Severe weather can strike unexpectedly no matter where you are. As a manager, you will want to make sure your staff is adequately prepared to face natural disasters whenever they strike. A little preparation will go a long way in ensuring the safety and well being of your employees and customers and minimizing loss to company assets
Communication is the most important element in your disaster relief plan. Talk with your workers about the steps you are taking to ensure their safety in the event of fire, flood, hurricane, or other emergency. Develop an alert system that you and your team will all understand. For example, “code white” may mean that there is a tornado warning, while a sounding alarm indicates fire.
Write the disaster plan you have in the company’s policy and procedures manual. Post instructions for major events in easily accessible areas such as the company bulletin board. Make sure that every new hire is briefed on your emergency plan as a part of their new-hire orientation. Employees with tenure in your organization should be briefed whenever changes to the policies are made and if possible be given a copy of the memorandum for thier own reference.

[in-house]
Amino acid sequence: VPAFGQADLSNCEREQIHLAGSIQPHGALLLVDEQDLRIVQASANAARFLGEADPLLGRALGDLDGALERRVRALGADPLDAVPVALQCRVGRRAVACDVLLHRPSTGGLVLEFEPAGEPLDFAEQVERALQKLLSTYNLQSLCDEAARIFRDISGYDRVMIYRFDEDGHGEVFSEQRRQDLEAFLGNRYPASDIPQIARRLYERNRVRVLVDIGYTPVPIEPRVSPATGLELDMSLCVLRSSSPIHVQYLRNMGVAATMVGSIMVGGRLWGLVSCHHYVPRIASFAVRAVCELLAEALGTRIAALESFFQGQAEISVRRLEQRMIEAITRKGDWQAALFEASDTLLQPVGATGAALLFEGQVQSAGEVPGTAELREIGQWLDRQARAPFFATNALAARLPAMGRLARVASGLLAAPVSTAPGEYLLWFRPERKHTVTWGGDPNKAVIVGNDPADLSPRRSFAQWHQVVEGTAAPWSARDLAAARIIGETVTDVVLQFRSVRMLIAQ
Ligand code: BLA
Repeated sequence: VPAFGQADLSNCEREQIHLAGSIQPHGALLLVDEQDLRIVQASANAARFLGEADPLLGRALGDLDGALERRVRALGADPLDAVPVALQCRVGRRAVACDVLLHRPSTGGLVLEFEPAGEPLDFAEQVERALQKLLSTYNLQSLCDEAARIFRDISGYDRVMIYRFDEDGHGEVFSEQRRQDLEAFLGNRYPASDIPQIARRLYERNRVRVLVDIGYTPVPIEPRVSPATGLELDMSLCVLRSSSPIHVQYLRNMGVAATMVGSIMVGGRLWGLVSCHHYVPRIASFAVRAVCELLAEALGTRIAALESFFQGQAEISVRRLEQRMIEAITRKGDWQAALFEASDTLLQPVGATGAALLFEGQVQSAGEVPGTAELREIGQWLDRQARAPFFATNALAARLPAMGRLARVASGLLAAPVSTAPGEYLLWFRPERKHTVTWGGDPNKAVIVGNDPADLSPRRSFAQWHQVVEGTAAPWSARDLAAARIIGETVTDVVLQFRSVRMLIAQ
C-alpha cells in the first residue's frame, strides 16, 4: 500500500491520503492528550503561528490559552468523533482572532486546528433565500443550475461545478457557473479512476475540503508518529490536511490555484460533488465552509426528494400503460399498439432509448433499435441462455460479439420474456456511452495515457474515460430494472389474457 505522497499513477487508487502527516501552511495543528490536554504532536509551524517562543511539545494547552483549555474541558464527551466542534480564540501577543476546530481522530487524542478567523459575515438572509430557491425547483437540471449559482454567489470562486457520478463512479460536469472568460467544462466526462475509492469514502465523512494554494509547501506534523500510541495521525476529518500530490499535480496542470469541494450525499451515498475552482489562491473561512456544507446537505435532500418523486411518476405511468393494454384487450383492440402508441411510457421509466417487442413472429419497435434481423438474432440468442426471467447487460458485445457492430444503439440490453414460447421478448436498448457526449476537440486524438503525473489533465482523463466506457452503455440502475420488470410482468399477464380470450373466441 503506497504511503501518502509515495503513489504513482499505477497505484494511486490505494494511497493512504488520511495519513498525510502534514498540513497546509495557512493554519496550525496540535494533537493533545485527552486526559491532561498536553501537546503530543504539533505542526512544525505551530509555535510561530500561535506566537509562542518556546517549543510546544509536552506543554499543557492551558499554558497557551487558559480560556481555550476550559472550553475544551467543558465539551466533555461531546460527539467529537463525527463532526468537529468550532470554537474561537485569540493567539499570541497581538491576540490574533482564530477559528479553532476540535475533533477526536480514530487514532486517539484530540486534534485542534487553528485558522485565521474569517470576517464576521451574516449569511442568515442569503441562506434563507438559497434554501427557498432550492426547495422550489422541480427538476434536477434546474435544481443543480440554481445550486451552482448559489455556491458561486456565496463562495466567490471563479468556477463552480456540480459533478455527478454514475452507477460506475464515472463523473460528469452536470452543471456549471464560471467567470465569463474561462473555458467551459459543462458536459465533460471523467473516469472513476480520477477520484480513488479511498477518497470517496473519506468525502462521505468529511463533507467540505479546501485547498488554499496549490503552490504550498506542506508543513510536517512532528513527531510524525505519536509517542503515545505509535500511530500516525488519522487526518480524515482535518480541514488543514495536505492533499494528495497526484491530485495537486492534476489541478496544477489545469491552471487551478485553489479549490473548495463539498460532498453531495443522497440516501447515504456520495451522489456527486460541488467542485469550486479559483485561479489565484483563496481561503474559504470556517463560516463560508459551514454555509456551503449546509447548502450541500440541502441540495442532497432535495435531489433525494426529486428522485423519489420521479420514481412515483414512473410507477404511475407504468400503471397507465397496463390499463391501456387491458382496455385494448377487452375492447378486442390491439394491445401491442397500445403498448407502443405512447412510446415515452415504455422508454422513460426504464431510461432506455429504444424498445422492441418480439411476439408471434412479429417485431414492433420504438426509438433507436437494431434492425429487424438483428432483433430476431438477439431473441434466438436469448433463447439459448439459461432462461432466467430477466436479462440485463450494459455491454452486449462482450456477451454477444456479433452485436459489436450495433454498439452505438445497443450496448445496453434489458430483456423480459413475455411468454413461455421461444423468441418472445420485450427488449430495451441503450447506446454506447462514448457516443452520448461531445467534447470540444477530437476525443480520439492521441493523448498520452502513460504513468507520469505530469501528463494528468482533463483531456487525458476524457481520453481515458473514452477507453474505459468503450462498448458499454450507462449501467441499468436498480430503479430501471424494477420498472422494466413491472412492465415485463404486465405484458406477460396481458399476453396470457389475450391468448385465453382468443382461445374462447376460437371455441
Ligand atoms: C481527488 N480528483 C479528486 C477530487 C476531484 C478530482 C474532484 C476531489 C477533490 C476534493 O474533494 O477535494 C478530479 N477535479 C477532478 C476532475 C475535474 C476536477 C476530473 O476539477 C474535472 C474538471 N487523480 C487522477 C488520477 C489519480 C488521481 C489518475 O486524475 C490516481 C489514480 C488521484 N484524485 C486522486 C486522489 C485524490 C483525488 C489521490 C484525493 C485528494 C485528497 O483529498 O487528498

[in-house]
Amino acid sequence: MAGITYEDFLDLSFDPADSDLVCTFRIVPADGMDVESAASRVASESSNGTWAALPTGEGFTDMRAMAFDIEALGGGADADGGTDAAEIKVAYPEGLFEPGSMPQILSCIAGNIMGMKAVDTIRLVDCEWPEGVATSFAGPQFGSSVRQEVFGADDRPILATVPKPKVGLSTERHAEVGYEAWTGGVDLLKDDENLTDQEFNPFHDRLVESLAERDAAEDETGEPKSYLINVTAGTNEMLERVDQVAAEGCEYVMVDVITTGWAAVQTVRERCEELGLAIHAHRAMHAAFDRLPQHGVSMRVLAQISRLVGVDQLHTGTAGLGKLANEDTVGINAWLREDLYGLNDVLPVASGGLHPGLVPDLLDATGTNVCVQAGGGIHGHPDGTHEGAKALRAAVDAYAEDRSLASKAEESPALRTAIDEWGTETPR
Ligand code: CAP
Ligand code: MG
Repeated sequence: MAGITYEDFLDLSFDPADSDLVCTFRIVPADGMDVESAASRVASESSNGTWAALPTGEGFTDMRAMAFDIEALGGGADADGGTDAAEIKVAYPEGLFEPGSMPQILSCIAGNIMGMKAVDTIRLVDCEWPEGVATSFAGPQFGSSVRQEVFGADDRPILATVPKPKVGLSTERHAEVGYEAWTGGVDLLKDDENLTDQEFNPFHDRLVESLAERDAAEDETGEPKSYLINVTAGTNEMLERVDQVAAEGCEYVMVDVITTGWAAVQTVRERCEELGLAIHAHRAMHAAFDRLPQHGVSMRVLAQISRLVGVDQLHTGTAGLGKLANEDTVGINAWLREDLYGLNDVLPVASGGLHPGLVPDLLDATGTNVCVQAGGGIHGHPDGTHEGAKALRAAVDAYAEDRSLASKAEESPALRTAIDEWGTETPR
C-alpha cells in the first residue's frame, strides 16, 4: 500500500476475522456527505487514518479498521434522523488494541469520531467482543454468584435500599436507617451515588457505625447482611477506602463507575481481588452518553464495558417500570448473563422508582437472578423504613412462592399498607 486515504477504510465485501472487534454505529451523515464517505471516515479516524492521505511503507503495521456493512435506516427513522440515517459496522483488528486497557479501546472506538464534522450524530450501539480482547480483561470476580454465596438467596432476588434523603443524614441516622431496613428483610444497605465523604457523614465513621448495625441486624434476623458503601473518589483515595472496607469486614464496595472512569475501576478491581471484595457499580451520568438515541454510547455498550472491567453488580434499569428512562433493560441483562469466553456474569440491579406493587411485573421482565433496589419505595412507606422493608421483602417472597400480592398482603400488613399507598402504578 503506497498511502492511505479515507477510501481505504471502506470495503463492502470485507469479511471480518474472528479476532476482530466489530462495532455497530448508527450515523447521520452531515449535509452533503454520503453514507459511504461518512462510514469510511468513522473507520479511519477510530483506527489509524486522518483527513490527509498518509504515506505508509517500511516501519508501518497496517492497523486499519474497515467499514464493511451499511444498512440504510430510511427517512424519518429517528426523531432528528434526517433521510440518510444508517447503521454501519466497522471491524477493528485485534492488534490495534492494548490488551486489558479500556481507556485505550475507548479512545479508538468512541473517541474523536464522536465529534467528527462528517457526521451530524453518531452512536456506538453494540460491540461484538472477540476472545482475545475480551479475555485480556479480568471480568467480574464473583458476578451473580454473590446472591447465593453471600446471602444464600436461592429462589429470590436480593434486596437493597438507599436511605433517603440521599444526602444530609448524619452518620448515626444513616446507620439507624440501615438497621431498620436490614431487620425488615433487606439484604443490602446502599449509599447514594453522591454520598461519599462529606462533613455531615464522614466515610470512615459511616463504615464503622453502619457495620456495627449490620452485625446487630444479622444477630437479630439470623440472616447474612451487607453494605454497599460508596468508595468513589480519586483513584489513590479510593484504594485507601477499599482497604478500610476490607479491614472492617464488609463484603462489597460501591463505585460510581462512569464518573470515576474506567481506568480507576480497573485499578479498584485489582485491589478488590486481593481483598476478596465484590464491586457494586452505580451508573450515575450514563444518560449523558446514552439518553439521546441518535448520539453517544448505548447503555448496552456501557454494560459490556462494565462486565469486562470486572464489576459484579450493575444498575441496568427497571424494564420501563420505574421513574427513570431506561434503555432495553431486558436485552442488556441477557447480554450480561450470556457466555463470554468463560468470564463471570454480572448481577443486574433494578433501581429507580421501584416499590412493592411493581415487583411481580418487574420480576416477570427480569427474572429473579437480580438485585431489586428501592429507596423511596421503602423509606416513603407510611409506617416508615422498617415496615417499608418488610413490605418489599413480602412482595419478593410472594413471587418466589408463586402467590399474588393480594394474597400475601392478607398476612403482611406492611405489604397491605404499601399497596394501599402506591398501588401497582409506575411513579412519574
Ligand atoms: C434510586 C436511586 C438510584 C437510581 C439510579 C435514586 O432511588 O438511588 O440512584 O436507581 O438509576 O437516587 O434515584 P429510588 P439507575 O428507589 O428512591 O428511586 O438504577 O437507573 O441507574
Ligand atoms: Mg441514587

Keep the items you will need to execute your plan readily available. These may include flashlights with batteries, a battery operated radio, bottled water, blankets and other first aid materials. Be sure that these essentials are kept in working order and refill and replace them as needed. Key office personnel should be aware of the location of these items and have easy access to them in case an emergency situation arises.
Rehearse your disaster drills as frequently as possible. Ideally, your office should perform a mock emergency drill at least once per month. Stress the importance of knowing how and where to exit the building if you are conducting a fire drill. Do not be discouraged if employees tire of the routine and are not enthused about participating. Remember, you are looking out for their best interest and want to ensure their safety in the event of a real disaster. Keeping this in mind should help you to maintain a vigilant effort in staying prepared.
From time to time, you may want to revise your plan based upon the size of your staff, changes or modifications to the building layout, and seasonal threats. Be open to suggestions from your colleagues when revising your plan. Keep current on local events and take special note of any business that has suffered a recent loss due to extreme weather. You can use these events as a learning tool to help you become more prepared. Remain diligent in your efforts and your office should be able to withstand any weather-related disaster with minimal impact on your business and employees.